Teams must implement APM agents and instrumentation in every environment that the application passes through in the software lifecycle. As code passes from development environments to staging, testing, branches, and so on, your team will be able to observe and measure performance metrics and any outstanding deviation in a continuous manner.
Another outdated practice is trying to automate processes for testing at the end, just before releasing code into production. This issue affects both performance automation and test automation in general. Traditionally, performance testers and QA teams often had to reverse engineer code, functions, and front ends to automate the testing of such code, which had considerable impacts on every task.
There were multiple occasions when the testers could not automate the processes because the software bits were sealed, compiled, or inaccessible. The software would go completely untested on those occasions, or testers would have had to test manually.
To avoid this, developers creating the code must consider the nature of the test automations used and ensure that the code can be easily triggered from those automations. They can implement calling methods and create test backdoors, test-oriented APIs, and any mechanism that allows for automated testing.
These mechanisms have multiple benefits. On the one hand, creating needed test automation for general QA and performance measurements, including load, will be easier. On the other hand, this will help the team integrate these tests and validations into continuous and automated processes that will receive those results as flags for letting the code move into production.
In traditional practice, testing professionals used to think of performance testing just as a single load test to be executed once before launching, or at most every year if there were any changes. But these days, your solution is expected to change frequently. Performance test results become obsolete the moment you include new code or after sprint releases, making a just-once performance test a useless practice.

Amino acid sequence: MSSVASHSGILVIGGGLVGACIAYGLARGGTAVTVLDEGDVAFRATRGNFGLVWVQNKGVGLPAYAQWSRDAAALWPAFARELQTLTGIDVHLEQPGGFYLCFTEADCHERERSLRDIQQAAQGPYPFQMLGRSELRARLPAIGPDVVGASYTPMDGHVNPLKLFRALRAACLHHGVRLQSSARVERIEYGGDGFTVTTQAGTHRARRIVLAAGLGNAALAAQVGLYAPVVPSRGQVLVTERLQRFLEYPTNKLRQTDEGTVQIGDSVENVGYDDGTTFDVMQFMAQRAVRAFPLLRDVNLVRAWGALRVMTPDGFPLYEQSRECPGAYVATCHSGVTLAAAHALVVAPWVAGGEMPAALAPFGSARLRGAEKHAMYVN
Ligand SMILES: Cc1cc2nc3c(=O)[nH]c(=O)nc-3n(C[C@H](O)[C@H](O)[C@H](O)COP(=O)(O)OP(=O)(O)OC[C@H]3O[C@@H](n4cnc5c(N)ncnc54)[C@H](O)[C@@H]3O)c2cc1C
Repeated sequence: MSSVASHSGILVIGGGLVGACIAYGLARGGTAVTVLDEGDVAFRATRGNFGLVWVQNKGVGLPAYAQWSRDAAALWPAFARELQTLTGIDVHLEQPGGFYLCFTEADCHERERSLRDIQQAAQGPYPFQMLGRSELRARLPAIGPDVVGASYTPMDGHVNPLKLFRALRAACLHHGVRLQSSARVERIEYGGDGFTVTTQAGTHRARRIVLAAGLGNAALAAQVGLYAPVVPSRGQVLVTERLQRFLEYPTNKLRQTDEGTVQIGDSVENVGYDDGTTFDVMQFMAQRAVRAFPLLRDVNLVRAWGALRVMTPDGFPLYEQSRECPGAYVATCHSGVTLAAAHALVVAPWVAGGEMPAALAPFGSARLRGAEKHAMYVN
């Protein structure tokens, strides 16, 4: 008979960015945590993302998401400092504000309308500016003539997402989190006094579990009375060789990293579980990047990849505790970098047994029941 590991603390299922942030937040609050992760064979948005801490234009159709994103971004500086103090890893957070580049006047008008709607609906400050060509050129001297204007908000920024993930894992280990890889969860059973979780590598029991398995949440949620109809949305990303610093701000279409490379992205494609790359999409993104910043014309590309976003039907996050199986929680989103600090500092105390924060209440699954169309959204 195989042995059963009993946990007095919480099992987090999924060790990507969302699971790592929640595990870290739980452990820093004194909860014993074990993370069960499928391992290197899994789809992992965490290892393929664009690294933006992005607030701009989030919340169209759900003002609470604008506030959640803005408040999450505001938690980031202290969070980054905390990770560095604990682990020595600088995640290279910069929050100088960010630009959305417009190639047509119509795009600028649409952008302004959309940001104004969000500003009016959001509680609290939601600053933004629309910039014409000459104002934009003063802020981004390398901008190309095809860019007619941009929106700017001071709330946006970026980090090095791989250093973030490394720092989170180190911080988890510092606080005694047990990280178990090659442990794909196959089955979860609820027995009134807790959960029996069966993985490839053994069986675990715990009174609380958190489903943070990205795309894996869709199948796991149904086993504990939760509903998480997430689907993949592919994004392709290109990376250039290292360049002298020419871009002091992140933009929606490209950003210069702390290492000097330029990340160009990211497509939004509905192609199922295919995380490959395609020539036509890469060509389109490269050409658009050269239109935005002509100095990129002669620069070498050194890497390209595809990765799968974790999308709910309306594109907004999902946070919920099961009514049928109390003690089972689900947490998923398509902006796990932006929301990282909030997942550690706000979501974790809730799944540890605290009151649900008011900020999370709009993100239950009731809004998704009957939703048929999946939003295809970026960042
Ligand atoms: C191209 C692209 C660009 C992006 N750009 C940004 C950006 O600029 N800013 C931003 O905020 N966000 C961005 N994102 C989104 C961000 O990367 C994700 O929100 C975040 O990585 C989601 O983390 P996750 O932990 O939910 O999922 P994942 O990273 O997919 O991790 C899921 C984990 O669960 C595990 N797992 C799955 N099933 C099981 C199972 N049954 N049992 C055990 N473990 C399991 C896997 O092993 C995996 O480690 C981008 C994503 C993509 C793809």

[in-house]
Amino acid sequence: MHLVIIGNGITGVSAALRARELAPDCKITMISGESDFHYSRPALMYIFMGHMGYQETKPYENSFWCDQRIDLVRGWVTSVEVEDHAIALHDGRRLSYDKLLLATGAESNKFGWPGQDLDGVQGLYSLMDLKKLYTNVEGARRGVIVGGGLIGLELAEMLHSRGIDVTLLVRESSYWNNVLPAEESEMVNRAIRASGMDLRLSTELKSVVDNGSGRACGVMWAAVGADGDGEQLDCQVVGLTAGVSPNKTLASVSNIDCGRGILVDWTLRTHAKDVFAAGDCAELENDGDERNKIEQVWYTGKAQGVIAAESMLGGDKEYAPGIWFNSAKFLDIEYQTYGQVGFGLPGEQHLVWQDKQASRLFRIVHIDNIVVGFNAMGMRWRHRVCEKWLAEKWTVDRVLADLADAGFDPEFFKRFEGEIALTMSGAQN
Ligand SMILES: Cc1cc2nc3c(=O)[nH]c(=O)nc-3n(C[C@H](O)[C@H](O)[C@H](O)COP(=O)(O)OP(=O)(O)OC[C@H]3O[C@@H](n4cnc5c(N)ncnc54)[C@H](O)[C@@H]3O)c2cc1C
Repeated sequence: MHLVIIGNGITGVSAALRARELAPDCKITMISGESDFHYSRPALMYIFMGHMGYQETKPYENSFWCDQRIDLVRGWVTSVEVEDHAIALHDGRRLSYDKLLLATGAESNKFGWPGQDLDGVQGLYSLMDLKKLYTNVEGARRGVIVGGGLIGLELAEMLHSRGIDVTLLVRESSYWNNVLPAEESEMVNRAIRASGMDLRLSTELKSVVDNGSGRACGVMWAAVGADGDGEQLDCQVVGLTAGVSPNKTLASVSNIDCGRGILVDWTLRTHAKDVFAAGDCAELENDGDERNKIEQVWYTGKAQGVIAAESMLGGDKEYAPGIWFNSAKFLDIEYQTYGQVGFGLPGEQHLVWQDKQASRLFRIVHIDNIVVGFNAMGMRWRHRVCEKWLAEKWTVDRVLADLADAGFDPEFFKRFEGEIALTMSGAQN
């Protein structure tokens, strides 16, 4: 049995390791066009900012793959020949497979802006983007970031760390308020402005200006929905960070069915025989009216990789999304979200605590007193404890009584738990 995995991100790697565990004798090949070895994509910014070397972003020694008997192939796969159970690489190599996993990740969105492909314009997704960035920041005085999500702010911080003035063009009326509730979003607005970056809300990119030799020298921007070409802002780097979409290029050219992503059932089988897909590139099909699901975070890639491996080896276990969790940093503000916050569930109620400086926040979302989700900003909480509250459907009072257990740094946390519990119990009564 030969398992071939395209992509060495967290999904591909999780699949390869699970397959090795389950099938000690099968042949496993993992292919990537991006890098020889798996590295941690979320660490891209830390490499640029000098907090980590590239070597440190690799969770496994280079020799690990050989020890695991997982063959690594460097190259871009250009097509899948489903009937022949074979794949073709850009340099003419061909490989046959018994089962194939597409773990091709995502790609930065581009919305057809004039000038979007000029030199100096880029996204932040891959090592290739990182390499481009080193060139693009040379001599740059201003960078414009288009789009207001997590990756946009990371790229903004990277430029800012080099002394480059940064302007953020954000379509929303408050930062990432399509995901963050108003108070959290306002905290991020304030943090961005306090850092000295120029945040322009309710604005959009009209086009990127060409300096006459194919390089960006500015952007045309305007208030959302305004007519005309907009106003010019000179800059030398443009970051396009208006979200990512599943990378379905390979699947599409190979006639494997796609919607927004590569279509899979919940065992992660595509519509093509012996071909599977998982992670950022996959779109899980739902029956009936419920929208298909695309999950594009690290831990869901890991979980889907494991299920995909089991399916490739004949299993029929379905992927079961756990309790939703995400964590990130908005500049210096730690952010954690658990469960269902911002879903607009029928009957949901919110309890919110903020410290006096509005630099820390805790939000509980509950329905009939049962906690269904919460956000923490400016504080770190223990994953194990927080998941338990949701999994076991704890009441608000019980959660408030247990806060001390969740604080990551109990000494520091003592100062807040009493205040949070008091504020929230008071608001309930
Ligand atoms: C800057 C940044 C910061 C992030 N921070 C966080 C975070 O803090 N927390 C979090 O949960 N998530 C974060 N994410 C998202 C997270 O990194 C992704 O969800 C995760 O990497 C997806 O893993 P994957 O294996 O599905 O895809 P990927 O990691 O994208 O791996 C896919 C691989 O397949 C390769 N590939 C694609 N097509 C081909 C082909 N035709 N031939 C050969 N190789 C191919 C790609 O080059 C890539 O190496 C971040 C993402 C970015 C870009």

If you follow the best practices above, your team will efficiently and continuously measure performance at every step of the software-development lifecycle and increase the capabilities of integrating every performance automation and threshold into any platform.
Your tests will be light and highly automatable so that your team can schedule them or configure them to be triggered by code check-ins, scheduled jobs, or external events. As the automations are triggered, your teams will receive performance measurements continuously, allowing you to implement thresholds that will automatically stop new code or let it reach production.
Finally, your automation will be repeatable even in production, allowing the tests to run in any tier and environment of the application, together with thresholds for alerting. When your team implements all of these thresholds, they will allow for notifications and corrective triggers. In this way you will avoid having to watch everything at all times and being overloaded with uneventful measurements.
Following the same old practices for performance testing and assurance can be unproductive or even harmful to your application, so move your focus away from just automated load tests. Think early about your performance needs and risks. Involve the developers in performance-enabling tasks.
Measure performance everywhere in your code and in every environment. Make your solution easy to automate. And allow your automations to be triggered constantly and whenever changes happen.
If you do these things, you will be several steps ahead in modernizing your performance assurance efforts.
Want to know more? Drop into my talk, “Performance—Really What Is It These Days? Why Does It Matter?” on October 7, 2021, during STARWEST. Both in-person and virtual registration options are available. The conference runs October 3-8, 2021. You can also catch me on the PerfBytes Podcasting channel, where I host PerfBytes Español edition, and on my YouTube channel, Señor Performo in English.
Keep up with QA’s evolution with the World Quality Report 2020-21.
Put performance engineering into practice with these top 10 performance engineering techniques that work.
Find to tools you need with TechBeacon’s Buyer’s Guide for Selecting Software Test Automation Tools.
Discover best practices for reducing software defects with TechBeacon’s Guide